Property eligible for forfeiture does not only include property owned by Defendant at the time of his conviction or sentencing. There is a claw-back provision where the United States may forfeit any of Defendant's property back to the time the crime itself was committed, unless two exceptions apply. 21 U.S.C. § 853(c). The Sixth Circuit held a third party must fit in one of two categories to prevail over the United States' interest in a forfeiture order: (1) “where the petitioner has a legal right, title or interest in the property that was vested in the petitioner . . . or was superior to any right, title, or interest of the defendant at the time of the commission of the acts which gave rise to the forfeiture of the property” or (2) “where the petitioner is a bona fide purchaser for value of the right, title, or interest in the property and was at the time of purchase reasonably without cause to believe that the property was subject to forfeiture under such section.” United States v. Monea Family Trust I, 626 F.3d 271, 277 (6th Cir. 2010) (internal quotations omitted) (emphasis added) (quoting 21 U.S.C. § 853(n)(6)(A)-(B)).

         A third party who believes she or he meets the requirements of an innocent owner of property may file a petition with the Court asserting their interest in the property.

The petition shall be signed by the petitioner under penalty of perjury and shall set forth the nature and extent of the petitioner's right, title, or interest in the property, the time and circumstances of the petitioner's acquisition of the right, title or interest in the property, any additional facts supporting the petitioner's claim, and the relief sought. 21 U.S.C. § 853(n)(2)-(3).

         II.

         Petitioner claims he owns five of the firearms seized on October 15, 2017: a Remington Arms Company, Inc. 1100 Shotgun, SN: L868002V; a Companhia Braziliera De Cartuochos 715T Rifle, SN: EMB3639704; a Ceska Zbrojovka Evo 3 S1 Pistol, SN: B834062; a Springfield Armory Socom 16 Rifle, SN: 332702; and a Smith & Wesson 38 Revolver, SN: K750972. Petitioner's entire explanation of his interest in the firearms consists of one sentence: “I am an innocent owner of the subject property and received the aforementioned property as a gift from my father, Robert Reznick.” ECF No. 1 at PageID.2 in 19-51178.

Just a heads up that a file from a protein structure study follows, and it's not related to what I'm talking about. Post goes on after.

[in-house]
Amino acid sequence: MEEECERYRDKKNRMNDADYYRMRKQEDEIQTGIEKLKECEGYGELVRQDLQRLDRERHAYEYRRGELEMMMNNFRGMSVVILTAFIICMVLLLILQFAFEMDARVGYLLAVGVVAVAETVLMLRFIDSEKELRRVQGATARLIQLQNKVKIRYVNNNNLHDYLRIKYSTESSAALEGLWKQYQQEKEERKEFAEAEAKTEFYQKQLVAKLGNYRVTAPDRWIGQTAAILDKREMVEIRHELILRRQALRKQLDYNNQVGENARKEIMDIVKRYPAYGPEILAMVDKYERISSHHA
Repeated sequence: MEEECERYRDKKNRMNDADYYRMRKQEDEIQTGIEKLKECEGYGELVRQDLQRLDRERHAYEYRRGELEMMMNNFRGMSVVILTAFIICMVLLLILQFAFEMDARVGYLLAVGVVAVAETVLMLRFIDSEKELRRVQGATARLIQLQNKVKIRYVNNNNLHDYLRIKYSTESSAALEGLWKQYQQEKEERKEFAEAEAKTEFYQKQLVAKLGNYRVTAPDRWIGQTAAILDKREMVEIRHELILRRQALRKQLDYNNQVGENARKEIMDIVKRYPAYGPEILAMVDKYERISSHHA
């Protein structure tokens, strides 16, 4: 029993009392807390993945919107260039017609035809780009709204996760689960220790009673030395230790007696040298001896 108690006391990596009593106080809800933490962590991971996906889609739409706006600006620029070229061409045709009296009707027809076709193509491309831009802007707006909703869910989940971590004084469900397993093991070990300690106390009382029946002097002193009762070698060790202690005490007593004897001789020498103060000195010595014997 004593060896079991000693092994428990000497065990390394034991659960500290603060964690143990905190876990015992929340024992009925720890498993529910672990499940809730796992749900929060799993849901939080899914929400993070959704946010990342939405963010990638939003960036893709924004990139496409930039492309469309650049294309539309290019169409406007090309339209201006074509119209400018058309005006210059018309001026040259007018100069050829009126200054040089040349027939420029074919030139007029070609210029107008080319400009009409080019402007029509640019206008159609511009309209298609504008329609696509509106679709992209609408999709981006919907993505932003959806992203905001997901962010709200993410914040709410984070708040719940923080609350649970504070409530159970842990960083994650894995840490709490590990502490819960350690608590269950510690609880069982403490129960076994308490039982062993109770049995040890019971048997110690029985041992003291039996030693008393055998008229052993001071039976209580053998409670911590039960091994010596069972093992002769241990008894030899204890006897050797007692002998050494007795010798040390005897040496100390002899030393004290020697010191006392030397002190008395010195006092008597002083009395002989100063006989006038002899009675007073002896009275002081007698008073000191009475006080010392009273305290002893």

The mere statement that Petitioner “received the aforementioned property as a gift from my father, Robert Reznick” is a conclusory statement and Petitioner does not provide any supporting statements or documentation for why the statement is true. Petitioner does not explain when he received the firearms, why his father gifted him the firearms, or any other facts supporting his claim as is required by 21 U.S.C. § 853(n)(2)-(3). Even taking Petitioner's statement as true, it does not establish his interest is superior to the government's interest. Petitioner attempted to furnish additional facts in his response to Respondent's motion to dismiss. However, the additional facts cannot be considered in deciding a motion to dismiss. A motion to dismiss must be decided based on evidence in the initial complaint. See Ross v. PennyMac Loan Servs. LLC, 761 Fed.Appx. 491, 494, 496 (6th Cir. 2019); I.L. by and through Taylor v. Tennessee Dep't of Educ., 739 Fed.Appx. 319, 321 (6th Cir. 2018). Petitioner failed to state a claim in his petition and his petition will be dismissed without prejudice.

         III.

         Accordingly, it is ORDERED that Respondent's Motion to ...


Buy This Entire Record For $7.95

Download the entire decision to receive the complete text, official citation,
docket number, dissents and concurrences, and footnotes for this case.

Learn more about what you receive with purchase of this case.